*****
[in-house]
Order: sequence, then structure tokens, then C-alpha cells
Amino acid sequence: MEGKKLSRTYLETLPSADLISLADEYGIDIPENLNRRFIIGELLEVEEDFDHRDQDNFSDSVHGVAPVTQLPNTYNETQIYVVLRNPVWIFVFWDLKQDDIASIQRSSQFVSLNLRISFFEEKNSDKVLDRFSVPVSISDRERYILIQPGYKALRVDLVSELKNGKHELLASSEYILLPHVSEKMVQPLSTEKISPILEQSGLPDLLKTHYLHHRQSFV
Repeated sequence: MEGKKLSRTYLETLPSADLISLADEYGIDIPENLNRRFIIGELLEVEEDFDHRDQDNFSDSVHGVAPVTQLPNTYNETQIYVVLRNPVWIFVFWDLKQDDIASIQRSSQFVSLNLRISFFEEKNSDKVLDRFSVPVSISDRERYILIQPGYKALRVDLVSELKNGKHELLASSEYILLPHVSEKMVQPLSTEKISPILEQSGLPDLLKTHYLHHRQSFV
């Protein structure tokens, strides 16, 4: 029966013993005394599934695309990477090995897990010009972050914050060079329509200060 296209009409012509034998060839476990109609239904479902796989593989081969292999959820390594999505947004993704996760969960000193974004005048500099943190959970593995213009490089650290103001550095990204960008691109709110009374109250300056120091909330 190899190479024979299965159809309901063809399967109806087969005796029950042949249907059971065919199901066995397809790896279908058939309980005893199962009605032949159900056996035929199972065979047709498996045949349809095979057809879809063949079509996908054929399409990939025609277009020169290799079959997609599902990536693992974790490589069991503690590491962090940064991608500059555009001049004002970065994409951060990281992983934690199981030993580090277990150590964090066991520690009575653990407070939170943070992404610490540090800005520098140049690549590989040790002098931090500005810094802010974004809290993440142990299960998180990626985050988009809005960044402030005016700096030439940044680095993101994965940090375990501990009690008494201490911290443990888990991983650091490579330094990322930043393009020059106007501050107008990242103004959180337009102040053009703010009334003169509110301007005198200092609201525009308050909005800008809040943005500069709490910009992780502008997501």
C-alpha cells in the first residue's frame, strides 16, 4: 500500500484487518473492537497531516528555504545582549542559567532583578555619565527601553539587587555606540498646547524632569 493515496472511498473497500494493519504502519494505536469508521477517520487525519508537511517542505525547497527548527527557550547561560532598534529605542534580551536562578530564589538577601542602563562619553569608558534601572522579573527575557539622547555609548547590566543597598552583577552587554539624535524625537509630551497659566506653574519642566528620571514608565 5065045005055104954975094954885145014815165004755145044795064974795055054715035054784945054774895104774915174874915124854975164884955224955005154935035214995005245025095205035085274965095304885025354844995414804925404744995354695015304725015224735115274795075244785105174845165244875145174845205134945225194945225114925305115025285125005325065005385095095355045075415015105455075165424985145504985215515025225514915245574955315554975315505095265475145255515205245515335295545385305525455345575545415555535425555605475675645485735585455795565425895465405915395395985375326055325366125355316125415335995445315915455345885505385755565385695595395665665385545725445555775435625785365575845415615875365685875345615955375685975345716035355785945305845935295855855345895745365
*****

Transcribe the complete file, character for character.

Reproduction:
[in-house]
Order: sequence, then structure tokens, then C-alpha cells
Amino acid sequence: MEGKKLSRTYLETLPSADLISLADEYGIDIPENLNRRFIIGELLEVEEDFDHRDQDNFSDSVHGVAPVTQLPNTYNETQIYVVLRNPVWIFVFWDLKQDDIASIQRSSQFVSLNLRISFFEEKNSDKVLDRFSVPVSISDRERYILIQPGYKALRVDLVSELKNGKHELLASSEYILLPHVSEKMVQPLSTEKISPILEQSGLPDLLKTHYLHHRQSFV
Repeated sequence: MEGKKLSRTYLETLPSADLISLADEYGIDIPENLNRRFIIGELLEVEEDFDHRDQDNFSDSVHGVAPVTQLPNTYNETQIYVVLRNPVWIFVFWDLKQDDIASIQRSSQFVSLNLRISFFEEKNSDKVLDRFSVPVSISDRERYILIQPGYKALRVDLVSELKNGKHELLASSEYILLPHVSEKMVQPLSTEKISPILEQSGLPDLLKTHYLHHRQSFV
């Protein structure tokens, strides 16, 4: 029966013993005394599934695309990477090995897990010009972050914050060079329509200060 296209009409012509034998060839476990109609239904479902796989593989081969292999959820390594999505947004993704996760969960000193974004005048500099943190959970593995213009490089650290103001550095990204960008691109709110009374109250300056120091909330 190899190479024979299965159809309901063809399967109806087969005796029950042949249907059971065919199901066995397809790896279908058939309980005893199962009605032949159900056996035929199972065979047709498996045949349809095979057809879809063949079509996908054929399409990939025609277009020169290799079959997609599902990536693992974790490589069991503690590491962090940064991608500059555009001049004002970065994409951060990281992983934690199981030993580090277990150590964090066991520690009575653990407070939170943070992404610490540090800005520098140049690549590989040790002098931090500005810094802010974004809290993440142990299960998180990626985050988009809005960044402030005016700096030439940044680095993101994965940090375990501990009690008494201490911290443990888990991983650091490579330094990322930043393009020059106007501050107008990242103004959180337009102040053009703010009334003169509110301007005198200092609201525009308050909005800008809040943005500069709490910009992780502008997501």
C-alpha cells in the first residue's frame, strides 16, 4: 500500500484487518473492537497531516528555504545582549542559567532583578555619565527601553539587587555606540498646547524632569 493515496472511498473497500494493519504502519494505536469508521477517520487525519508537511517542505525547497527548527527557550547561560532598534529605542534580551536562578530564589538577601542602563562619553569608558534601572522579573527575557539622547555609548547590566543597598552583577552587554539624535524625537509630551497659566506653574519642566528620571514608565 5065045005055104954975094954885145014815165004755145044795064974795055054715035054784945054774895104774915174874915124854975164884955224955005154935035214995005245025095205035085274965095304885025354844995414804925404744995354695015304725015224735115274795075244785105174845165244875145174845205134945225194945225114925305115025285125005325065005385095095355045075415015105455075165424985145504985215515025225514915245574955315554975315505095265475145255515205245515335295545385305525455345575545415555535425555605475675645485735585455795565425895465405915395395985375326055325366125355316125415335995445315915455345885505385755565385695595395665665385545725445555775435625785365575845415615875365685875345615955375685975345716035355785945305845935295855855345895745365